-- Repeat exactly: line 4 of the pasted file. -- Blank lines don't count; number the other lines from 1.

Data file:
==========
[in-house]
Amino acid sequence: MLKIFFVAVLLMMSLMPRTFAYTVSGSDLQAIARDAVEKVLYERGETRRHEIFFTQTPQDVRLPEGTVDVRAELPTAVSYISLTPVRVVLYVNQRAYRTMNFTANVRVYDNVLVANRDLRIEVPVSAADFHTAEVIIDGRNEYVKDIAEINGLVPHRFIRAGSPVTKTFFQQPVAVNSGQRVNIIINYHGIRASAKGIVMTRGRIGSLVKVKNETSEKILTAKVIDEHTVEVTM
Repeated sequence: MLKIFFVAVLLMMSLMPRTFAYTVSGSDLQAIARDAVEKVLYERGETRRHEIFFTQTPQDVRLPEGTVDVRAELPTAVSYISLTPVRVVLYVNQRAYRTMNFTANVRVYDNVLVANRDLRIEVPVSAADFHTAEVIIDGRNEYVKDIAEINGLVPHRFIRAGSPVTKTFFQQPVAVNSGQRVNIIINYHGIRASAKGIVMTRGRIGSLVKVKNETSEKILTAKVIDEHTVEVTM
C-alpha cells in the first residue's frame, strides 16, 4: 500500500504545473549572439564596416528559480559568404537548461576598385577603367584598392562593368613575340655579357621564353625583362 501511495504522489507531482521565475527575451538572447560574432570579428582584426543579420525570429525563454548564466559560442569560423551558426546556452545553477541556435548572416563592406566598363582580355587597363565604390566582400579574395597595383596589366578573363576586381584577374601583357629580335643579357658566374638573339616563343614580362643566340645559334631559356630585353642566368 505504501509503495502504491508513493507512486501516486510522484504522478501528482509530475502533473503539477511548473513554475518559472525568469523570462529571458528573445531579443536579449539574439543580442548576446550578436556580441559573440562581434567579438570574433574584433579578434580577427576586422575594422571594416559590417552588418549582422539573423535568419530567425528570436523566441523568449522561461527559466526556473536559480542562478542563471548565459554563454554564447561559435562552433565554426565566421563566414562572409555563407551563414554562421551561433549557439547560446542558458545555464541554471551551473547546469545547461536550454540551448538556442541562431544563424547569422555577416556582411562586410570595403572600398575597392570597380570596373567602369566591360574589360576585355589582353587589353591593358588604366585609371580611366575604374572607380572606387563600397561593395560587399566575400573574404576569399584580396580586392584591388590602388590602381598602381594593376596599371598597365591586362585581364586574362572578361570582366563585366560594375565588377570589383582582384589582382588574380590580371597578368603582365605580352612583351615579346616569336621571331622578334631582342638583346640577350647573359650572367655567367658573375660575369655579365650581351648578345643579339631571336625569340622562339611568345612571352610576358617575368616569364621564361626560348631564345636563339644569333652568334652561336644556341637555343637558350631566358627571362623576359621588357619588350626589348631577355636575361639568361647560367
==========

C-alpha cells in the first residue's frame, strides 16, 4: 500500500504545473549572439564596416528559480559568404537548461576598385577603367584598392562593368613575340655579357621564353625583362 501511495504522489507531482521565475527575451538572447560574432570579428582584426543579420525570429525563454548564466559560442569560423551558426546556452545553477541556435548572416563592406566598363582580355587597363565604390566582400579574395597595383596589366578573363576586381584577374601583357629580335643579357658566374638573339616563343614580362643566340645559334631559356630585353642566368 505504501509503495502504491508513493507512486501516486510522484504522478501528482509530475502533473503539477511548473513554475518559472525568469523570462529571458528573445531579443536579449539574439543580442548576446550578436556580441559573440562581434567579438570574433574584433579578434580577427576586422575594422571594416559590417552588418549582422539573423535568419530567425528570436523566441523568449522561461527559466526556473536559480542562478542563471548565459554563454554564447561559435562552433565554426565566421563566414562572409555563407551563414554562421551561433549557439547560446542558458545555464541554471551551473547546469545547461536550454540551448538556442541562431544563424547569422555577416556582411562586410570595403572600398575597392570597380570596373567602369566591360574589360576585355589582353587589353591593358588604366585609371580611366575604374572607380572606387563600397561593395560587399566575400573574404576569399584580396580586392584591388590602388590602381598602381594593376596599371598597365591586362585581364586574362572578361570582366563585366560594375565588377570589383582582384589582382588574380590580371597578368603582365605580352612583351615579346616569336621571331622578334631582342638583346640577350647573359650572367655567367658573375660575369655579365650581351648578345643579339631571336625569340622562339611568345612571352610576358617575368616569364621564361626560348631564345636563339644569333652568334652561336644556341637555343637558350631566358627571362623576359621588357619588350626589348631577355636575361639568361647560367